Friday, November 17, 2017

Made in the Image of God: Talk in Singapore

Tonight I am giving a talk based on Genesis 1. The forum is a weekly meeting of Indonesian students who are part of the Singapore Fellowship of Evangelical Students at the Nanyang Technological University. Here are the slides.

For background, I recommend comparing and contrasting Genesis with the Babylonian creation myth the Enuma Elish, which is nicely summarised in this short video.

Another helpful short video is Science and Genesis, featuring John Polkinghorne, Alister McGrath, N.T. Wright, and others.

I have found helpful the book How to Read Genesis  by Tremper Longman.
An excellent introductory book that puts my talk in context is Exploring Science and Belief by Michael Poole.



Sunday, November 12, 2017

Integrating Christian and academic lives

A wonderful little book, Why Study? Exploring the Face of God in the Academy has just been published by the Fellowship of Evangelical Students in Singapore (IFES).
In each chapter, a Christian academic describes their personal journey as they aim to integrate their Christian and academic lives. Fields covered include history, law, engineering, sociology, biology, ...
Most of the authors are from Asia.
I wrote one of the chapters,  Living as a follower of Jesus and a Physicist. I thank some friends who gave many constructive suggestions on a draft.

The target audience is Christian undergraduates who are beginning their studies.

I welcome any comments on my chapter, bearing in mind the target audience.

I hope this book will stimulate similar ventures from other parts of the world, and for different target audiences. For example, it would be great to see an African version and an Australian version. I would also like to see a version for non-Christian audiences and for faculty audiences.


Monday, November 6, 2017

How might Christians respond to university student strikes?

There are many things I am learning from my friends in the International Fellowship of Evangelical Students (IFES). They provide a perspective on global Christianity and bring up issues that in the affluent Western world we do not grapple with. Here I want to start to explore the issue of strikes (or class boycotts) by university students in the Majority World. In some countries, ranging from South Africa to Papua New Guinea, it is not unusual for a campus to be closed down for a substantial fraction of the year. Strikes are about a wide range of issues: student fees, racism, de-colonisation, politics, government corruption, university policies, sexual violence, ....
This disruption and the associated unpredictability has serious implications for the education of students, for campus life, and the relationship of government to the university.

Student protests are not unknown in the Western world, even right now, particularly in the USA on issues of racism and sexual violence. The Wikipedia page on Student protest, lists a long and fascinating list of actions. These range from protests at the University of Missouri in 2015-2016 to a two-year strike at the University of Paris in 1229!  Some protests are successful in bringing about significant change (even the fall of governments), while others end in tragedy such as the 1989 massacre of students in Tiananmen Square. Others just peter out...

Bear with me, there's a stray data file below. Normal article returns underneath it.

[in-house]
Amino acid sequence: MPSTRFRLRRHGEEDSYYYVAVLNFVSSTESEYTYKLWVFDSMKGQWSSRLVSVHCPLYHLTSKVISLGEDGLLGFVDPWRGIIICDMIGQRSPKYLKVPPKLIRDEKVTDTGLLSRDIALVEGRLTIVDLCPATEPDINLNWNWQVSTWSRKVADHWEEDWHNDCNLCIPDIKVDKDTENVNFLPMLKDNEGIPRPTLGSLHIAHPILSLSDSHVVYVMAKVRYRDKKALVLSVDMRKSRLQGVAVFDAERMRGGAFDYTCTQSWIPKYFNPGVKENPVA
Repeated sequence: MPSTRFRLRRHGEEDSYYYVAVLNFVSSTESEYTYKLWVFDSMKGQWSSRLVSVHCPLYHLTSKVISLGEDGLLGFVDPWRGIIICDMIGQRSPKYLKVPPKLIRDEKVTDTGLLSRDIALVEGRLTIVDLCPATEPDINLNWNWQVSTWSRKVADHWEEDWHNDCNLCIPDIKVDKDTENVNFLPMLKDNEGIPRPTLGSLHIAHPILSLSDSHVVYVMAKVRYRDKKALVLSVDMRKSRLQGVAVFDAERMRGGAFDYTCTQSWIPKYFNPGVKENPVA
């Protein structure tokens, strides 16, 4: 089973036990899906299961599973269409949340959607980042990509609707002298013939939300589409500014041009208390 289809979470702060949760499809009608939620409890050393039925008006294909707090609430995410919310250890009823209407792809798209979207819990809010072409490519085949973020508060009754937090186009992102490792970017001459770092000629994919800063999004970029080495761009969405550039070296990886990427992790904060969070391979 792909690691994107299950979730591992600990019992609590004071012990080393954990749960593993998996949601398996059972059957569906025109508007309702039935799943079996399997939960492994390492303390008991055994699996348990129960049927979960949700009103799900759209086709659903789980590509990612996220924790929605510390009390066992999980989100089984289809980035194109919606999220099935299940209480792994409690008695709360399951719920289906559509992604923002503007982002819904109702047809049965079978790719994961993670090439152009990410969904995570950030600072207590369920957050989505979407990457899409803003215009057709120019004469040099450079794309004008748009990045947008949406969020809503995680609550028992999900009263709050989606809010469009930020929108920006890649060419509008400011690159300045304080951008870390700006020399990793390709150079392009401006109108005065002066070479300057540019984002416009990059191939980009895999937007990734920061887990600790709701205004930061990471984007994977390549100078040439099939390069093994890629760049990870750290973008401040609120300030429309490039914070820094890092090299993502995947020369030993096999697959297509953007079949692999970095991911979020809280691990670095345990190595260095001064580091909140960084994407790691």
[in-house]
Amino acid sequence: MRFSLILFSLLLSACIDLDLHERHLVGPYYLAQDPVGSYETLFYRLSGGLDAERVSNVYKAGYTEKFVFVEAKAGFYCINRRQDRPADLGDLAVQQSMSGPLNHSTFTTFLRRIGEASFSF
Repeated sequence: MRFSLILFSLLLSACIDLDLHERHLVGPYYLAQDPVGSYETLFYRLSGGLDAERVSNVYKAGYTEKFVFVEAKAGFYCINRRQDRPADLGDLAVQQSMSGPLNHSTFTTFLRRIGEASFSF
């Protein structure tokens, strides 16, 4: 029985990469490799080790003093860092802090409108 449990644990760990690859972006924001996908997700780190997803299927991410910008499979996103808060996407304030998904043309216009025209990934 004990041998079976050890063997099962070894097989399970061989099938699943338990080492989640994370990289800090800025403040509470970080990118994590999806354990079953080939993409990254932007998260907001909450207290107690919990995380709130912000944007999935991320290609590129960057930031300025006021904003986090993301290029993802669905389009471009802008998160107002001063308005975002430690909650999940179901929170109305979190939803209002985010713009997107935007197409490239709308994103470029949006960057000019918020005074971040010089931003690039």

However, most of the current protests in the Majority World are on a completely different scale to anything happening in the West. I have studied and worked at universities in Australian and the USA for the last 40 years, and I can only recall one or two day when classes were cancelled, and that was due to faculty strikes, not students. To be honest, I wish Australian students were passionate enough about some issue to want to strike! I particularly wish they were more concerned about social justice and educational issues.


The main question I am interested in is my title, "How might Christian students, faculty, and IFES groups respond to a university student strike on their campus?"

To get the flavour of the issues and one specific response look at this example from the Student Christian Organisation in Cape Town.

There are many possible responses: ignore, oppose, join, organise, moderate...
Given the diversity of issues and contexts, I think the answer will depend on the specific strike.
This is a complex issue with no clear-cut answers and I think it is best to first back up a bit and explore some other questions.

What lessons might be learned from the history of student strikes and demonstrations in different global contexts?

Why do these strikes occur?

What is my perspective as a faculty member?

What would be my advice to the strikers?

What might be a Christian perspective?

How can student Christian groups function and be a witness (in life and word) best in this context?

I will try and explore these questions in future posts. Feel free to post your own questions and answers.

Wednesday, October 25, 2017

It is painful to hear voices that need to be heard

On a recent long flight, I watched three excellent documentaries: I am not your negro, Obit, and Whitney Houston: Can I be me. Hope to write more about the second two later.

The first documentary is based on the reflections of James Baldwin on race relations in the USA, based on an unpublished manuscript he wrote, reflecting on the murders of Medgar Evers, Malcolm X, and Martin Luther King Jr.
It is powerful and disturbing, particularly as it juxtaposes video of recent events associated with Black Lives Matter.